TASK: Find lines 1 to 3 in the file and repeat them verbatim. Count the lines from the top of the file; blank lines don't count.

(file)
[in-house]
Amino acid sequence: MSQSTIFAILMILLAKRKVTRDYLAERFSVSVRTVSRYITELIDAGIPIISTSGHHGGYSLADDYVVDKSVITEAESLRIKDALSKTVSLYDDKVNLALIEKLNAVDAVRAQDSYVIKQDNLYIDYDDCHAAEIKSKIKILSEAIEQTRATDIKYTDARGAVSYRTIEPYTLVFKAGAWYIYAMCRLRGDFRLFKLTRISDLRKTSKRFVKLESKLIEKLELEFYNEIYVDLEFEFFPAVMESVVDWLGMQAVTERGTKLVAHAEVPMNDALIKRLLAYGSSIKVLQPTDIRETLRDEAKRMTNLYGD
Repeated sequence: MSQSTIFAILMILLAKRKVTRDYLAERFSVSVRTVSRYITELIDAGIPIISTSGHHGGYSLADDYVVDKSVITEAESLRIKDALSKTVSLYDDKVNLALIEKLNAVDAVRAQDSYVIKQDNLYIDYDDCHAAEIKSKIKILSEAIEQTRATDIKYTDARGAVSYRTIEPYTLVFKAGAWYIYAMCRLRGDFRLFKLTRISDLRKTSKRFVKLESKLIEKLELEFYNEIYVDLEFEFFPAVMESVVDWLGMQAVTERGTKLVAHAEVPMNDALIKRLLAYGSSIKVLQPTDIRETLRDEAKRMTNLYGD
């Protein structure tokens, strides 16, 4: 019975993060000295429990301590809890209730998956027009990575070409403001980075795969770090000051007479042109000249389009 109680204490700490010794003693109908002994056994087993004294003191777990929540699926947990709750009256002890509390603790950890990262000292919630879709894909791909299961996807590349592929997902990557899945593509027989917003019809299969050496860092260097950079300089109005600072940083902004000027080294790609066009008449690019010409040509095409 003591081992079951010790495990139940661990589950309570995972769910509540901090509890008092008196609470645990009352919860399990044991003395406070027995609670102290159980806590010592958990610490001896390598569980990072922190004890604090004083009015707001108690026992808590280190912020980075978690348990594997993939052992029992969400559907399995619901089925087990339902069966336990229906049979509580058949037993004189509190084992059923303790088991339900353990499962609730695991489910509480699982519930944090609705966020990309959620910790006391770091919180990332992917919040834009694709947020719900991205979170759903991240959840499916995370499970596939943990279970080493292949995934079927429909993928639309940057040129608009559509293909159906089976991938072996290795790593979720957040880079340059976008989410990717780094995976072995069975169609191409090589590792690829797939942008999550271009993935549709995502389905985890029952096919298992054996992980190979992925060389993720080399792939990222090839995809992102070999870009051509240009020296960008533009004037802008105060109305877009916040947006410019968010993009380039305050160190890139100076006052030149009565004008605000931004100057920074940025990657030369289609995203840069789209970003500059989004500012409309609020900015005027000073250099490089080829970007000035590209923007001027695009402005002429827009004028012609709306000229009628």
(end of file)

[in-house]
Amino acid sequence: MSQSTIFAILMILLAKRKVTRDYLAERFSVSVRTVSRYITELIDAGIPIISTSGHHGGYSLADDYVVDKSVITEAESLRIKDALSKTVSLYDDKVNLALIEKLNAVDAVRAQDSYVIKQDNLYIDYDDCHAAEIKSKIKILSEAIEQTRATDIKYTDARGAVSYRTIEPYTLVFKAGAWYIYAMCRLRGDFRLFKLTRISDLRKTSKRFVKLESKLIEKLELEFYNEIYVDLEFEFFPAVMESVVDWLGMQAVTERGTKLVAHAEVPMNDALIKRLLAYGSSIKVLQPTDIRETLRDEAKRMTNLYGD
Repeated sequence: MSQSTIFAILMILLAKRKVTRDYLAERFSVSVRTVSRYITELIDAGIPIISTSGHHGGYSLADDYVVDKSVITEAESLRIKDALSKTVSLYDDKVNLALIEKLNAVDAVRAQDSYVIKQDNLYIDYDDCHAAEIKSKIKILSEAIEQTRATDIKYTDARGAVSYRTIEPYTLVFKAGAWYIYAMCRLRGDFRLFKLTRISDLRKTSKRFVKLESKLIEKLELEFYNEIYVDLEFEFFPAVMESVVDWLGMQAVTERGTKLVAHAEVPMNDALIKRLLAYGSSIKVLQPTDIRETLRDEAKRMTNLYGD